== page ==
Dartmouth Events

African Giants and the American Hegemon

Artists from megacities like Lagos or Seoul challenge the century-old global ascendancy of US cultural industries with Nollywood films, Afrobeats, K-Pop, and K-Drama.

Wednesday, April 3, 2024
5:30pm – 7:00pm
Loew Auditorium, Black Family Visual Arts Center
Intended Audience(s): Public
Categories: Lectures & Seminars

A Conversation with Vinzenz Hediger

In 1976 the Nigerian government produced a feature film, “Shehu Umar”, which was based on a Hausa language novel and premiered at FESTAC 77, the pan-African culture festival hosted by Nigeria. The film then disappeared – a key work of a post-colonial cinema which was given for lost and has only recently been rediscovered and restored. Today, Nigeria is one of the most prolific and successful producers of films and music worldwide.

What has changed? Just as new contenders like China, India or Brazil challenge the political and economic hegemony of the United States, megacities like Lagos, Istanbul, Mumbai, Seoul or Djakarta have emerged as new global centers of cultural production. Driven by a combination of affordable digital technologies, entrepreneurial ingenuity and cultural distinctiveness (plus, usually, a dose of hands-off government policy), Nollywood films, Afrobeats artists like Whizkid and Burnaboy, Korean K-Pop and K-Dramas now challenge the century-old ascendancy of US cultural industries from classical Hollywood cinema to the latest US global superstar, Taylor Swift.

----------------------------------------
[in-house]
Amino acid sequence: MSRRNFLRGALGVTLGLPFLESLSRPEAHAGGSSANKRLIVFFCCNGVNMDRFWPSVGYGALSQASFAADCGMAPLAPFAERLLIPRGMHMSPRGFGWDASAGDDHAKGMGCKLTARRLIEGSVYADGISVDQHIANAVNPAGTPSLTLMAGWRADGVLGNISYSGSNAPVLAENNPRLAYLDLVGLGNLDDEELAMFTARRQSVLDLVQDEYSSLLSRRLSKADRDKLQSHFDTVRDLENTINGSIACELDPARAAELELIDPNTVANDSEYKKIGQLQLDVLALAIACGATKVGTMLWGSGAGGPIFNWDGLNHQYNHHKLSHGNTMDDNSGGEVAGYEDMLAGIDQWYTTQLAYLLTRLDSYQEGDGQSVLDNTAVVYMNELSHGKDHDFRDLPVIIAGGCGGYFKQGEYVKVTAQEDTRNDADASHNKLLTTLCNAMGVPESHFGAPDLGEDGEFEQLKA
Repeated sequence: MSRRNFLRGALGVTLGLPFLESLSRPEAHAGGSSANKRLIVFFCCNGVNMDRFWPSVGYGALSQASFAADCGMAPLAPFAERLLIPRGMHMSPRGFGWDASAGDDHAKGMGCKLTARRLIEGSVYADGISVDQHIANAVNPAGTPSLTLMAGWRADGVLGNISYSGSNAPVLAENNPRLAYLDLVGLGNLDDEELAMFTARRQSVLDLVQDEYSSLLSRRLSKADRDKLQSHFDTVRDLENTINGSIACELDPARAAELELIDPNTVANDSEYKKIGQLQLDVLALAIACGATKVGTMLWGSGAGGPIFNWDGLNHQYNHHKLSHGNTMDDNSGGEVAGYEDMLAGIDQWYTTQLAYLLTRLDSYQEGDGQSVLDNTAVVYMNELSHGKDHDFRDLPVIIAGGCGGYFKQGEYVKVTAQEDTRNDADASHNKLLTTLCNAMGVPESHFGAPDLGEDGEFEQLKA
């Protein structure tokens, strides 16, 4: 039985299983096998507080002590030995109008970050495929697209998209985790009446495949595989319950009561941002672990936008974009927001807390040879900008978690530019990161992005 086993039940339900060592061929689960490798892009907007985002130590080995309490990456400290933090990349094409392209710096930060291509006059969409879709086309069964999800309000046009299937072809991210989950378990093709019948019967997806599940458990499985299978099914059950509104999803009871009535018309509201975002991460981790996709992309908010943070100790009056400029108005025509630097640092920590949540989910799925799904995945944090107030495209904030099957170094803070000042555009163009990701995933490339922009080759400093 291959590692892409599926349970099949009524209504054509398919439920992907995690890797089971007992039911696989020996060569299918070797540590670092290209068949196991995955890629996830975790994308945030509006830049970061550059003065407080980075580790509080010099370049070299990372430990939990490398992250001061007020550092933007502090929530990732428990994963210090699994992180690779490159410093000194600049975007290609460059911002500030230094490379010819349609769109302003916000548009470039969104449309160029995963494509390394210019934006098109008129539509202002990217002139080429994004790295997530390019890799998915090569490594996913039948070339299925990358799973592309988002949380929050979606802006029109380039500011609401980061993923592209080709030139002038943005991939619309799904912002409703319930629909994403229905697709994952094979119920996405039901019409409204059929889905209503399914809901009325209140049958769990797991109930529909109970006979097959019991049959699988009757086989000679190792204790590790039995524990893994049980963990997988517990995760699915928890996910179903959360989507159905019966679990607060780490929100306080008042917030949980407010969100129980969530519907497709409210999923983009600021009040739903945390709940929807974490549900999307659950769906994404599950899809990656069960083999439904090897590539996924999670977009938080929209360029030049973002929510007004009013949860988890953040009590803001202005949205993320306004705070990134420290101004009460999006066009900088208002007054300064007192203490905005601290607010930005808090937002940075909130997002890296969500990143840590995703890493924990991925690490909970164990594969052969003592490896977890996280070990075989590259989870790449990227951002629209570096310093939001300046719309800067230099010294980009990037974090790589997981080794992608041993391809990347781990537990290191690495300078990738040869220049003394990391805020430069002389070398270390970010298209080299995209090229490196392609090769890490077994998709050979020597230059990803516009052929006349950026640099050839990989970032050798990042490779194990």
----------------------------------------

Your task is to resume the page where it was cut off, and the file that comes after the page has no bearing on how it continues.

But how much power do the “new kings of the world” really wield, as Pakistani writer Fatima Bhutto calls them? Do we witness the dawn of a “new world order of cultural production”, or just a new iteration of US hegemony with minor variations? A historical perspective on Nigeria, based on recent work in the country’s national film archive, can be a good starting point to address these questions in a global perspective.

For more information, contact:
Ellen Henderson

Events are free and open to the public unless otherwise noted.